We supply universities with the tools, expertise, capital, and global recruiting needed to compete in a space currently dominated by unexceptional programs.
That is, in the market saturated with UofP’s, an Ivy can, ostensibly, enter in, raising the overall quality of the education.
Using a tweaked version of Moodle (think the Redhat version of Linux), 2tor has begun its quest with a partnership with University of Southern California’s school or graduate education (2tor provides the platform, USC the curriculum/content).
A fuller exploration of the business (with some critiques) can be found at the InsideHigherEd.com post. Also found there is a link to the screen shot provided here which shows the general distance approach in question.
As an overall information portal, I see some very positive possibilities here:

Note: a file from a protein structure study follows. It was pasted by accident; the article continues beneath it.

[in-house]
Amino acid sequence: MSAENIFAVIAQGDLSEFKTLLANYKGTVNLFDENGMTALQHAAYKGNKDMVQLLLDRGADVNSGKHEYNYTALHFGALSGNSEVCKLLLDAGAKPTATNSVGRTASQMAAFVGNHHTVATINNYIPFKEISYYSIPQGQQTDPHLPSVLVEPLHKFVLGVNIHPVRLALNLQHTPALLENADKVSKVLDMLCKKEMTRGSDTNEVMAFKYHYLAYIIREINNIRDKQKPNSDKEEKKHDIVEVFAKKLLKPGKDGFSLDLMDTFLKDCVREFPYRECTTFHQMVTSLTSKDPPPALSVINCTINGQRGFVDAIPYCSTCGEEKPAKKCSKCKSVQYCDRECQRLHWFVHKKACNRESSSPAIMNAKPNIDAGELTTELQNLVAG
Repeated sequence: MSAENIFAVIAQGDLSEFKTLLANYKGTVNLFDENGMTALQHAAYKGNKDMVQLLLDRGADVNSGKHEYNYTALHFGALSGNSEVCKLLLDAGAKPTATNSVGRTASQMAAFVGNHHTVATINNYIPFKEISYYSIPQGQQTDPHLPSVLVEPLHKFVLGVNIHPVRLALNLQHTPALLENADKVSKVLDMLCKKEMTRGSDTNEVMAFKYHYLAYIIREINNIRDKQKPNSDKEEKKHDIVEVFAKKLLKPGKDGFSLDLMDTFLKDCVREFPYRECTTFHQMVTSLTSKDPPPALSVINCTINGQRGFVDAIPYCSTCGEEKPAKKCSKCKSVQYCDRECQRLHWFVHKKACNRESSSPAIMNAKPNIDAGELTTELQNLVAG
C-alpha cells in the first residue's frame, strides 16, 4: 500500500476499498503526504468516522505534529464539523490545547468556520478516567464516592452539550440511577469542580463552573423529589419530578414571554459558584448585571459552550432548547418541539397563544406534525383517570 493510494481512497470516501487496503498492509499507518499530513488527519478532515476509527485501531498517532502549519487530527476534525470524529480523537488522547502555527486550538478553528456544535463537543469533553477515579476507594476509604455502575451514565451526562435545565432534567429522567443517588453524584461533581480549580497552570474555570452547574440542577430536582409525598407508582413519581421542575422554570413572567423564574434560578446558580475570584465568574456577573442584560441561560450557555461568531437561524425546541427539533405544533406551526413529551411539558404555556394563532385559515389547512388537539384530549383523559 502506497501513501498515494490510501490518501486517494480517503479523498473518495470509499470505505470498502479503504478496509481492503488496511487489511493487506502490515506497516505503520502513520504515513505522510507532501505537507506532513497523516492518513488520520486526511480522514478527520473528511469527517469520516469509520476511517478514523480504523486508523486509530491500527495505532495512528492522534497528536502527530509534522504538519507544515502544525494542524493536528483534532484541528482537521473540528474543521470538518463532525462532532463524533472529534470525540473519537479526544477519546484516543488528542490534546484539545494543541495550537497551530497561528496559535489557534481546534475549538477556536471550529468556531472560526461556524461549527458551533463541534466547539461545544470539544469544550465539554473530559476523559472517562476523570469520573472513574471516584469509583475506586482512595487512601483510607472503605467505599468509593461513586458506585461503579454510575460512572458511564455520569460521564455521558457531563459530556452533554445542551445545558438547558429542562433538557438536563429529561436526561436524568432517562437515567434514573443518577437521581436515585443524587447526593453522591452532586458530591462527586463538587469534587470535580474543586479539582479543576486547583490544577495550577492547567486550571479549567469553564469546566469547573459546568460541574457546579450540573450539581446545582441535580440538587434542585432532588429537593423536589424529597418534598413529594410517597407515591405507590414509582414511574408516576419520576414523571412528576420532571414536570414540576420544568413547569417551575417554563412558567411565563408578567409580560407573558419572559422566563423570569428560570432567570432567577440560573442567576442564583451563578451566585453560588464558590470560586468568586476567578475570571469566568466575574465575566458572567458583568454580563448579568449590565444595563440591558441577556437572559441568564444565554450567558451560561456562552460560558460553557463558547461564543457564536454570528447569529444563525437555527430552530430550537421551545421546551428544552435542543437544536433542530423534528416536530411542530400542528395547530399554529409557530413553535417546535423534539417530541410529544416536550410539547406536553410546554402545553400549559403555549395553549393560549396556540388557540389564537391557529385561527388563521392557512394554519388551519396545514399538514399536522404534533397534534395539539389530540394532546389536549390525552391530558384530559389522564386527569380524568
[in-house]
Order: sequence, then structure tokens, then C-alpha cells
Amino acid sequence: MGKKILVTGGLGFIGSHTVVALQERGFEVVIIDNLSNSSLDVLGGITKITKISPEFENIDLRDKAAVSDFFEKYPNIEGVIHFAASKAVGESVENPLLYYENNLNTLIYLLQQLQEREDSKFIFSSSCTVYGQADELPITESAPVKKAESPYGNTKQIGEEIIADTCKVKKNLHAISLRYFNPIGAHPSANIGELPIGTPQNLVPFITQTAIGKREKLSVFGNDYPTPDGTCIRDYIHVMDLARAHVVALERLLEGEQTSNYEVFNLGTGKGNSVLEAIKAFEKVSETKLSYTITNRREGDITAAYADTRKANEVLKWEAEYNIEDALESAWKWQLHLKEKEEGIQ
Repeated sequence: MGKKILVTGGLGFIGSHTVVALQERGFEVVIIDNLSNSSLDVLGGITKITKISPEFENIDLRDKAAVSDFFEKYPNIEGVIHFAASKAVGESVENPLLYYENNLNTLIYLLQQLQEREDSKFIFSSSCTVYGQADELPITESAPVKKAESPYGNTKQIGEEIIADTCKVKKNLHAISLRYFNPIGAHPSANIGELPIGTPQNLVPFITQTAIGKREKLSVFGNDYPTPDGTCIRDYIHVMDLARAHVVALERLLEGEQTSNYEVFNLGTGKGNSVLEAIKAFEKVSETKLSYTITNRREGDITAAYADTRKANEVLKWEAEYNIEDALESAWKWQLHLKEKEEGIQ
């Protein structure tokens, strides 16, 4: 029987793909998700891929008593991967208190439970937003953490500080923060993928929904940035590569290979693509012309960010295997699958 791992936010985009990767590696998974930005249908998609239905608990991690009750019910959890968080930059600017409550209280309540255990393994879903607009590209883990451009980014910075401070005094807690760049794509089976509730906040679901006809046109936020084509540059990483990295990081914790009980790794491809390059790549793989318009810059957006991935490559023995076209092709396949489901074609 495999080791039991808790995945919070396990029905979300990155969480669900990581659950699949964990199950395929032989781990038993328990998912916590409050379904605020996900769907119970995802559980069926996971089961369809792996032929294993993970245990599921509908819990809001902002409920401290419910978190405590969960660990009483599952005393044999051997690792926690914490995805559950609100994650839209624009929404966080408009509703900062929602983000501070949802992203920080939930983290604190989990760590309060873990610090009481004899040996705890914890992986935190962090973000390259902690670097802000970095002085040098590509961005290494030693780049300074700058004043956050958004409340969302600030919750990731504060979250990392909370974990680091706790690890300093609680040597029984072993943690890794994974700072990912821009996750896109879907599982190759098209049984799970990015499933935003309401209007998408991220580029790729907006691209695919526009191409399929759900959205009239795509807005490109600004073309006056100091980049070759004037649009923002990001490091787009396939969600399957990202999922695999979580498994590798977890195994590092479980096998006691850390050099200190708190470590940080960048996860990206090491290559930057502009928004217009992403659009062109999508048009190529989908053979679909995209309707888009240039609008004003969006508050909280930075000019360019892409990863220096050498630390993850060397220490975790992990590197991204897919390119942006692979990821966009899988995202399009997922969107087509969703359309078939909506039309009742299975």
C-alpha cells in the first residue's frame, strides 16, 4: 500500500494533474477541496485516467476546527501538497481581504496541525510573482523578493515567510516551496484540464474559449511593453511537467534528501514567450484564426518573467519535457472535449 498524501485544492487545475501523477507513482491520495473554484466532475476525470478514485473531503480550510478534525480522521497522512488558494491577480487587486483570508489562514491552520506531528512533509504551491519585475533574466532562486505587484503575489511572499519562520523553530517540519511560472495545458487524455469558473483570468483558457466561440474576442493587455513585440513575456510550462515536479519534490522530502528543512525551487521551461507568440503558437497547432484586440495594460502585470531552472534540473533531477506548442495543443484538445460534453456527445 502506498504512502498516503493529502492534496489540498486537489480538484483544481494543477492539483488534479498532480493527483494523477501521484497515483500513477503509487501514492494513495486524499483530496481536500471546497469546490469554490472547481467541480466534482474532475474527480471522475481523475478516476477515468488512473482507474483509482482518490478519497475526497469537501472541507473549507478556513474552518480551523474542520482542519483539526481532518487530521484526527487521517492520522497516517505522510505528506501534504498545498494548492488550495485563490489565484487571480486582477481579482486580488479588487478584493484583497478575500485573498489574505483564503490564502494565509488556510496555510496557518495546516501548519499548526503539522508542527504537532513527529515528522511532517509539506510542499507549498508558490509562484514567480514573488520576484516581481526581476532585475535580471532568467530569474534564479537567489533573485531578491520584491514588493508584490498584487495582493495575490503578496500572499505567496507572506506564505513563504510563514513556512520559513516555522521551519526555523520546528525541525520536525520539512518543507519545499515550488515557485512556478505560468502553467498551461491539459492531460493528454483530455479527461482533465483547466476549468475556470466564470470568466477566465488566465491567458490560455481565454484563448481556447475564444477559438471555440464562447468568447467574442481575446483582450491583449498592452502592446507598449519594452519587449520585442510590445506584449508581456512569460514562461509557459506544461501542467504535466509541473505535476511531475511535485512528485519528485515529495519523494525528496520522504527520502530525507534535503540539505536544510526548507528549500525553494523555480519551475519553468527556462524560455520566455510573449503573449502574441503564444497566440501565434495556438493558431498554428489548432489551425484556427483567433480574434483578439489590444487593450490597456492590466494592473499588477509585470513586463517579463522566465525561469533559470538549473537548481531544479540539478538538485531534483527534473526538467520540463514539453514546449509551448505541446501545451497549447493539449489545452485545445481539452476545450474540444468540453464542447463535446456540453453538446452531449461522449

- live chat
- scheduled curriculium (especially important in distance learning is an intuitive method of tracking and determining what is due when
- quick access to “school-related” communication tools (not just Facebook, etc.)
I do see, as with the bulk of 2.0 distance learning tools, a heavy reliance on the written/texted word. That is, access to chats, blogs, etc, but no overt interface for video (live Vloging?), audio (podcasts of lectures, discussions, etc.) or an interface for submissions (although I am only looking at one page–perhaps there is a class-specific page where submissions can be uploaded). I am also worried about the lack of page-space (which is an indirect indication of priorites) given to research-related tools. I see lots of ways to communicate, but little in the way of researching.
Saying that, I laud the effort to bring a higher level (whether in content or in platform) to distance learning. The more minds we apply to interacting in this endeavor, the better the overall nature of the endeavor.
We are watching you, 2tor.